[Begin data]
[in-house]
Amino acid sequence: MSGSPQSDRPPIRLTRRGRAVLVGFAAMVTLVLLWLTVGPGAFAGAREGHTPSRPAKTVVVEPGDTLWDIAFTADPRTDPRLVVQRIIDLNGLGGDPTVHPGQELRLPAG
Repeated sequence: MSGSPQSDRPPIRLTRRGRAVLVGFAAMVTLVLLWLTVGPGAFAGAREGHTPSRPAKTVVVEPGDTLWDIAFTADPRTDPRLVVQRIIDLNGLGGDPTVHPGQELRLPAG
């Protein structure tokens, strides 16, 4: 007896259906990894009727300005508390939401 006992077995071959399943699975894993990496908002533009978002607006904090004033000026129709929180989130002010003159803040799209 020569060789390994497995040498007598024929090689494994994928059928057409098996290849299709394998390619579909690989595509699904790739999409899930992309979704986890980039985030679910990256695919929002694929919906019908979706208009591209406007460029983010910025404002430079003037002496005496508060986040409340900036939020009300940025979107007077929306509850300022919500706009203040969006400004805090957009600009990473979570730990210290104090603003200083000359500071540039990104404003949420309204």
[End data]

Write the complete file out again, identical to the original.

[in-house]
Amino acid sequence: MSGSPQSDRPPIRLTRRGRAVLVGFAAMVTLVLLWLTVGPGAFAGAREGHTPSRPAKTVVVEPGDTLWDIAFTADPRTDPRLVVQRIIDLNGLGGDPTVHPGQELRLPAG
Repeated sequence: MSGSPQSDRPPIRLTRRGRAVLVGFAAMVTLVLLWLTVGPGAFAGAREGHTPSRPAKTVVVEPGDTLWDIAFTADPRTDPRLVVQRIIDLNGLGGDPTVHPGQELRLPAG
């Protein structure tokens, strides 16, 4: 007896259906990894009727300005508390939401 006992077995071959399943699975894993990496908002533009978002607006904090004033000026129709929180989130002010003159803040799209 020569060789390994497995040498007598024929090689494994994928059928057409098996290849299709394998390619579909690989595509699904790739999409899930992309979704986890980039985030679910990256695919929002694929919906019908979706208009591209406007460029983010910025404002430079003037002496005496508060986040409340900036939020009300940025979107007077929306509850300022919500706009203040969006400004805090957009600009990473979570730990210290104090603003200083000359500071540039990104404003949420309204």